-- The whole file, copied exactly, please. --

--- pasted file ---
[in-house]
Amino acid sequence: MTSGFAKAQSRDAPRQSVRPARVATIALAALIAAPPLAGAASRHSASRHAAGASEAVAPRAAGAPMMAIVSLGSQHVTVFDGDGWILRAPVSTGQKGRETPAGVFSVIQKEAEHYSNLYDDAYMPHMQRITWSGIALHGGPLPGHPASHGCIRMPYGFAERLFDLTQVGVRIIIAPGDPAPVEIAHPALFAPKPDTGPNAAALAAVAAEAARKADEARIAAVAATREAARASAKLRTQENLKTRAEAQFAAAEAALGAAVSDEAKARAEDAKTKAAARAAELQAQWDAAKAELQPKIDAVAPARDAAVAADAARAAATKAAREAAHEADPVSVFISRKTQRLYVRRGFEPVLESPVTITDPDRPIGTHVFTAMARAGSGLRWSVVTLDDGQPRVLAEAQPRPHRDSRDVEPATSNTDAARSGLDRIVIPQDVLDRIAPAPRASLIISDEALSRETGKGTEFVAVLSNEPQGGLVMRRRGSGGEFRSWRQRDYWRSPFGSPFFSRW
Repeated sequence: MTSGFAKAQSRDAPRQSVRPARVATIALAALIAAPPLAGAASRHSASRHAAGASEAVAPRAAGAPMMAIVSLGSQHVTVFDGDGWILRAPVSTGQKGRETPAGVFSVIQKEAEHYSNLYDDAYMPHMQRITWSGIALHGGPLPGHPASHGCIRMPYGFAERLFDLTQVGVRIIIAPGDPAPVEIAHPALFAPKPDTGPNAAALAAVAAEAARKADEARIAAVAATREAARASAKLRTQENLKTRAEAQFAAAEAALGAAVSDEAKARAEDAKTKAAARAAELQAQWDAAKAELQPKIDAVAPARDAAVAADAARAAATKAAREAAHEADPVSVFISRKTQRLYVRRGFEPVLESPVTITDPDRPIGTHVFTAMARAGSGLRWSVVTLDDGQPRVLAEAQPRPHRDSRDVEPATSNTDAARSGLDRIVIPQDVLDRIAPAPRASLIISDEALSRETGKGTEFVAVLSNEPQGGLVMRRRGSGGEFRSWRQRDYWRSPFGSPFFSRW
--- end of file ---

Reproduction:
[in-house]
Amino acid sequence: MTSGFAKAQSRDAPRQSVRPARVATIALAALIAAPPLAGAASRHSASRHAAGASEAVAPRAAGAPMMAIVSLGSQHVTVFDGDGWILRAPVSTGQKGRETPAGVFSVIQKEAEHYSNLYDDAYMPHMQRITWSGIALHGGPLPGHPASHGCIRMPYGFAERLFDLTQVGVRIIIAPGDPAPVEIAHPALFAPKPDTGPNAAALAAVAAEAARKADEARIAAVAATREAARASAKLRTQENLKTRAEAQFAAAEAALGAAVSDEAKARAEDAKTKAAARAAELQAQWDAAKAELQPKIDAVAPARDAAVAADAARAAATKAAREAAHEADPVSVFISRKTQRLYVRRGFEPVLESPVTITDPDRPIGTHVFTAMARAGSGLRWSVVTLDDGQPRVLAEAQPRPHRDSRDVEPATSNTDAARSGLDRIVIPQDVLDRIAPAPRASLIISDEALSRETGKGTEFVAVLSNEPQGGLVMRRRGSGGEFRSWRQRDYWRSPFGSPFFSRW
Repeated sequence: MTSGFAKAQSRDAPRQSVRPARVATIALAALIAAPPLAGAASRHSASRHAAGASEAVAPRAAGAPMMAIVSLGSQHVTVFDGDGWILRAPVSTGQKGRETPAGVFSVIQKEAEHYSNLYDDAYMPHMQRITWSGIALHGGPLPGHPASHGCIRMPYGFAERLFDLTQVGVRIIIAPGDPAPVEIAHPALFAPKPDTGPNAAALAAVAAEAARKADEARIAAVAATREAARASAKLRTQENLKTRAEAQFAAAEAALGAAVSDEAKARAEDAKTKAAARAAELQAQWDAAKAELQPKIDAVAPARDAAVAADAARAAATKAAREAAHEADPVSVFISRKTQRLYVRRGFEPVLESPVTITDPDRPIGTHVFTAMARAGSGLRWSVVTLDDGQPRVLAEAQPRPHRDSRDVEPATSNTDAARSGLDRIVIPQDVLDRIAPAPRASLIISDEALSRETGKGTEFVAVLSNEPQGGLVMRRRGSGGEFRSWRQRDYWRSPFGSPFFSRW